Proactive IPM Solutions Program
One project was funded in the 2020-2021 grant round. Project leader Dr. Brian Hogg, of USDA, and collaborators will receive funding for “Proactive Classical Biological Control of Tuta absoluta in California.” This project will develop a classical biological control program that uniquely targets T. absoluta, a devastating pest of commercial tomato production. T. absoluta has invaded parts of Europe, Africa, and Asia, spreading to more than 60% of global tomato production and causing severe annual economic crop losses. It is predicted to soon arrive in California, where it could imperil the state’s $1.2 billion tomato industry. Past grant awards can be found in the archives section.
The goal of the Proactive IPM Solutions grant program is to anticipate which exotic pests are likely to arrive in California and to identify and test IPM strategies that can be rapidly implemented if the pests become established in California. CDFA is responsible for preventing and mitigating invasive pests in California. Techniques resulting from the Proactive IPM Solutions Program will allow for rapid deployment of future management plans.
New invasive pests can cause major problems for California's agricultural industries. The urgent need to control a new pest often leads to more frequent use of insecticides. This can disrupt integrated pest management (IPM) systems that have been in place and cause secondary pest outbreaks, leading to even more insecticide use and possibly decreasing profitability. At the same time, growers are under pressure from ever-tightening regulations and need to phase in new pest management methods in order to remain competitive. CDFA is responsible for preventing and mitigating invasive pests. Many pests which plague California's agricultural industry first become established through urban areas owing to global travel and unintentional import of exotic pests. CDFA expends considerable effort controlling pest outbreaks in urban areas before they can spread into agricultural regions. Because affected communities have become increasingly concerned about insecticide sprays, it has become difficult to employ standard synthetic chemicals to control pest infestations. There is need for selective, low risk chemical and biological options which may be used. These options and plans take years to develop, during which exotic pest populations may expand well beyond the initial infestation. The proactive approach allows for rapid deployment of new management plans.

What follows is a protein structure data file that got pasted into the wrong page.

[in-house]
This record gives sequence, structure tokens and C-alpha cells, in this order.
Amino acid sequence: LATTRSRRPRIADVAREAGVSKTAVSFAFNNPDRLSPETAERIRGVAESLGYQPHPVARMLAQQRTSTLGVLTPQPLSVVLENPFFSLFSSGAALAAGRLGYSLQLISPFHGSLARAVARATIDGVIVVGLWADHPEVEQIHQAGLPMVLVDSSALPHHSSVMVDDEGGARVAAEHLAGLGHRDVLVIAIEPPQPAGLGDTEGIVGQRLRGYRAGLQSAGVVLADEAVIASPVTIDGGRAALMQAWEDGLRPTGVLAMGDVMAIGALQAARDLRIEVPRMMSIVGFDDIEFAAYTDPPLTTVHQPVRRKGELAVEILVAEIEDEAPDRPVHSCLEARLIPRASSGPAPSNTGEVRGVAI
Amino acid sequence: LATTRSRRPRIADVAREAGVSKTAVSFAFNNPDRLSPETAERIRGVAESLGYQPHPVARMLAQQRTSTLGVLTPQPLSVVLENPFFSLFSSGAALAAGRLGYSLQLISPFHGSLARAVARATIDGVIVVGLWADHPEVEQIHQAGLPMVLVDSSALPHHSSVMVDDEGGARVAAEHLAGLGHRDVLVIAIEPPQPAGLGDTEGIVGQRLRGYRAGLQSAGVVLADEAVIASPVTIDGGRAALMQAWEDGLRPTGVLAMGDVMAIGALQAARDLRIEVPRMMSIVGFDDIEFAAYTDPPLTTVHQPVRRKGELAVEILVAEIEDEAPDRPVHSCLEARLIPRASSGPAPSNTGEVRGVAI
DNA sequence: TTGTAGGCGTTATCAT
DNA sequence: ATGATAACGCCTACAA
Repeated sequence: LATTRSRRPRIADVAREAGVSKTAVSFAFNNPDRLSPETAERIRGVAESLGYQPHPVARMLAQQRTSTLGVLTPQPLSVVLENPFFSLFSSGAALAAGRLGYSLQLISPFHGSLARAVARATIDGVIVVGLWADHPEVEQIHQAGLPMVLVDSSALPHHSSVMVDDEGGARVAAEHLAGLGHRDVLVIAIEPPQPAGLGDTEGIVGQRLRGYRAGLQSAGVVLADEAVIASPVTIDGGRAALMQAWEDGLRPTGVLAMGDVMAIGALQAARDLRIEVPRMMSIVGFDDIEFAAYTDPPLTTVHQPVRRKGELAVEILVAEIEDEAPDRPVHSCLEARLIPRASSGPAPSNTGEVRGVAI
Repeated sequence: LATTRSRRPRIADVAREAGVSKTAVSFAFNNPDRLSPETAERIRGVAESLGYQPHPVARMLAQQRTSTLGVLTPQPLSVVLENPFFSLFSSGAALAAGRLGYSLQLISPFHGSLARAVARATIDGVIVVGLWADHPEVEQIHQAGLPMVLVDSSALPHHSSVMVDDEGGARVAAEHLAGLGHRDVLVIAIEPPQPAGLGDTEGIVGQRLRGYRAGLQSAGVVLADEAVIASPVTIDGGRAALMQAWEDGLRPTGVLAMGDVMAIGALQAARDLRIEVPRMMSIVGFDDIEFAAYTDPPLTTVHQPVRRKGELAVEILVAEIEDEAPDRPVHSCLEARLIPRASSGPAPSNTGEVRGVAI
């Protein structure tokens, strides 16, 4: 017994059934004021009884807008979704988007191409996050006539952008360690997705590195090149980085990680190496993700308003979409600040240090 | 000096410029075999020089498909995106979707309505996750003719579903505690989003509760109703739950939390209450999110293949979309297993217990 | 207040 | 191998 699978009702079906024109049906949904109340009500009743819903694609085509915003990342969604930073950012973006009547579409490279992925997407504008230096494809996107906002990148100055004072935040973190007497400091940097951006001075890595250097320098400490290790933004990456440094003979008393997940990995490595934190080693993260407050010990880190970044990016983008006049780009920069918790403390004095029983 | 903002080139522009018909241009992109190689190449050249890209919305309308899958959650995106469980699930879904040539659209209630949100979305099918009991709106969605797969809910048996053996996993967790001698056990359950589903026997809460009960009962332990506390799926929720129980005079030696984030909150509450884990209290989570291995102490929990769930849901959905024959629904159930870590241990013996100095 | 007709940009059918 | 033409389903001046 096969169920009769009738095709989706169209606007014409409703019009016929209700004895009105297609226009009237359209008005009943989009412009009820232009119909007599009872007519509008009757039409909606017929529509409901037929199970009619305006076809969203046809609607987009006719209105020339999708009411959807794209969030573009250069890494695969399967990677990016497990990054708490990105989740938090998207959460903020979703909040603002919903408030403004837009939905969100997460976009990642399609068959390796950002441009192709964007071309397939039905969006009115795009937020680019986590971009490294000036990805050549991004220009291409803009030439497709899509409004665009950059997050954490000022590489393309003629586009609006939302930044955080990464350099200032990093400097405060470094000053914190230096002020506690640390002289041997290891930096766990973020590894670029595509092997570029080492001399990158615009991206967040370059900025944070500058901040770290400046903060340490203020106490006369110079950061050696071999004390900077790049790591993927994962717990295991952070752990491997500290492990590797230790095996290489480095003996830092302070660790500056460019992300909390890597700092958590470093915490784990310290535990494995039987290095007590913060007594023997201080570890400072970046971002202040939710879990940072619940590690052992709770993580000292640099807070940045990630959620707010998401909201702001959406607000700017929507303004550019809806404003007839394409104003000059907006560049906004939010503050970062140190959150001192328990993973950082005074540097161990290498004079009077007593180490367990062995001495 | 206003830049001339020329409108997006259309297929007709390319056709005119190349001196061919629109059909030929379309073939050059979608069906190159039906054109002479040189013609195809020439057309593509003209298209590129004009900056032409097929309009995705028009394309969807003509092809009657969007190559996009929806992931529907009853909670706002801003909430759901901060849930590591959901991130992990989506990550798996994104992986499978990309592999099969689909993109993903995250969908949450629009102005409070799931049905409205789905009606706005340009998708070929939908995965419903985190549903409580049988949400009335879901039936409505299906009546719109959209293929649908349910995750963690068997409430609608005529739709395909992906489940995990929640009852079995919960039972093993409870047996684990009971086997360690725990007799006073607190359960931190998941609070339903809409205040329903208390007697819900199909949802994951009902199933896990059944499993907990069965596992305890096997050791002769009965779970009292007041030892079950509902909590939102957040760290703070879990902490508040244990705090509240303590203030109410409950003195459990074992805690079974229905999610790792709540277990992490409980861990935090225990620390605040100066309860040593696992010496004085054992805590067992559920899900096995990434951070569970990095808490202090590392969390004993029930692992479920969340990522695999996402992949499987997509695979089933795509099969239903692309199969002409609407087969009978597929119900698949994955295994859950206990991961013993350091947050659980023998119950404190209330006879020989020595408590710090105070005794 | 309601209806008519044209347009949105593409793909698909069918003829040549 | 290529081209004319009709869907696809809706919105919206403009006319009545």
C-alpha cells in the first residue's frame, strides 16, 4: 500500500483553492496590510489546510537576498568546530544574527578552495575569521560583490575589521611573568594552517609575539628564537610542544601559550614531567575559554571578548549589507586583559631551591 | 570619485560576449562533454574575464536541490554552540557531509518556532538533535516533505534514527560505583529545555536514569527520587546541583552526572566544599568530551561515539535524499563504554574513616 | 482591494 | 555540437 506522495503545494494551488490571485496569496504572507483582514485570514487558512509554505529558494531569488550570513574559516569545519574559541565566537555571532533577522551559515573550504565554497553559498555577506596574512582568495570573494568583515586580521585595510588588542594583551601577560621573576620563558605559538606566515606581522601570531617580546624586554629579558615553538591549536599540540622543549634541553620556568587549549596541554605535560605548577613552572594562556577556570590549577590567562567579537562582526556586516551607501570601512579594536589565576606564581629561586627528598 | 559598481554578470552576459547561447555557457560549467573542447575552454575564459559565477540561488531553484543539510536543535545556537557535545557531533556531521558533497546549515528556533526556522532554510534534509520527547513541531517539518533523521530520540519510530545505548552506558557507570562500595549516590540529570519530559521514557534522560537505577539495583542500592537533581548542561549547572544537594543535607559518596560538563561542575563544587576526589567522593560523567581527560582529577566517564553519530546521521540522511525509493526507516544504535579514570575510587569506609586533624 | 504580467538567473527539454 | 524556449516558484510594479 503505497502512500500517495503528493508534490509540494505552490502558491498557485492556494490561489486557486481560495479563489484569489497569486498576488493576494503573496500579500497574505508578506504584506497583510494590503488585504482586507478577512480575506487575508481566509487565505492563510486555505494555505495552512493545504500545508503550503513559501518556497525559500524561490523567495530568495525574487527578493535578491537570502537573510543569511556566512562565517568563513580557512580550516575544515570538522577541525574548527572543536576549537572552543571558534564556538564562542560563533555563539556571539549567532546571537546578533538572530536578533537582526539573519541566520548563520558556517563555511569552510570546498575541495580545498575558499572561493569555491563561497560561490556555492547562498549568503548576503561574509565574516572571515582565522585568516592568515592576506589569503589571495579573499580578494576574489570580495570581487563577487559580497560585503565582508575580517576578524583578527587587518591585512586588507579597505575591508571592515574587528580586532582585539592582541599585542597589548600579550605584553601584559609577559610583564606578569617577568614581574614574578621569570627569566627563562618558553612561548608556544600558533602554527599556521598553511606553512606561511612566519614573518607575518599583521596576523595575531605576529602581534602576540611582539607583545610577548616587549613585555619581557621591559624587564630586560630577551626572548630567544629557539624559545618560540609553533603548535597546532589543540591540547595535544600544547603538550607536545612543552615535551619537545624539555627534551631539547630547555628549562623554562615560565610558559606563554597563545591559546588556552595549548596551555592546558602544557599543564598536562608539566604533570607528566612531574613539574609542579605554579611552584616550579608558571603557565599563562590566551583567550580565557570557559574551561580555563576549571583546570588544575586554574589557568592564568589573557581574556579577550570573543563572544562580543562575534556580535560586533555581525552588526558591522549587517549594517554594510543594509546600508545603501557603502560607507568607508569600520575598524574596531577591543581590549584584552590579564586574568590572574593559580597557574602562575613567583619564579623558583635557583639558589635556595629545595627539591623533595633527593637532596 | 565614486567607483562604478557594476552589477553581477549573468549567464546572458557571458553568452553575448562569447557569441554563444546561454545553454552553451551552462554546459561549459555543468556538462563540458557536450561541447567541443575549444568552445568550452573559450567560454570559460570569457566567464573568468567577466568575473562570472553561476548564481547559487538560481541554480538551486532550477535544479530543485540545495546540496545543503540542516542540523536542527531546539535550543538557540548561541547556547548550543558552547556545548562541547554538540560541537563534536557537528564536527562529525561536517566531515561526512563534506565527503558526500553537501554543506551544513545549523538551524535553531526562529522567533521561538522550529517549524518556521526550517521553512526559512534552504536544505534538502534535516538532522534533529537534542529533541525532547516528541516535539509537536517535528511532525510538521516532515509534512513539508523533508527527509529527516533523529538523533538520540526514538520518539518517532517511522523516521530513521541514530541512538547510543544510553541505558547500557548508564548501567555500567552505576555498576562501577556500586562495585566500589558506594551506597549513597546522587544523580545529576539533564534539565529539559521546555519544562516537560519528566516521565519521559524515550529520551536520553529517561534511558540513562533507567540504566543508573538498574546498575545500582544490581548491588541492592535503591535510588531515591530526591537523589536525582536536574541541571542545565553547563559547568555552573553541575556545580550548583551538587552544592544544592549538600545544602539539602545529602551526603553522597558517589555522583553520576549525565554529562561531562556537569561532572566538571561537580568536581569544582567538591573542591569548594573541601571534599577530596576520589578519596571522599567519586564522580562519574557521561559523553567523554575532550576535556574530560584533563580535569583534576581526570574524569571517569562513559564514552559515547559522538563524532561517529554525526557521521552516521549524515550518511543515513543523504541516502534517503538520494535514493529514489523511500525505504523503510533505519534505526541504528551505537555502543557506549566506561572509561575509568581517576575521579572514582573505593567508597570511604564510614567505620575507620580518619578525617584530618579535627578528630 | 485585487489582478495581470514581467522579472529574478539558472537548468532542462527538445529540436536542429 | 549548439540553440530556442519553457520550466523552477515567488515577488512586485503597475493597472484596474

Funding for this type of proactive pest management is awarded through a request for proposals. Links to current RFPs can be found in the Program Status section. Links to previous RFPs can be found in the Archives Section.
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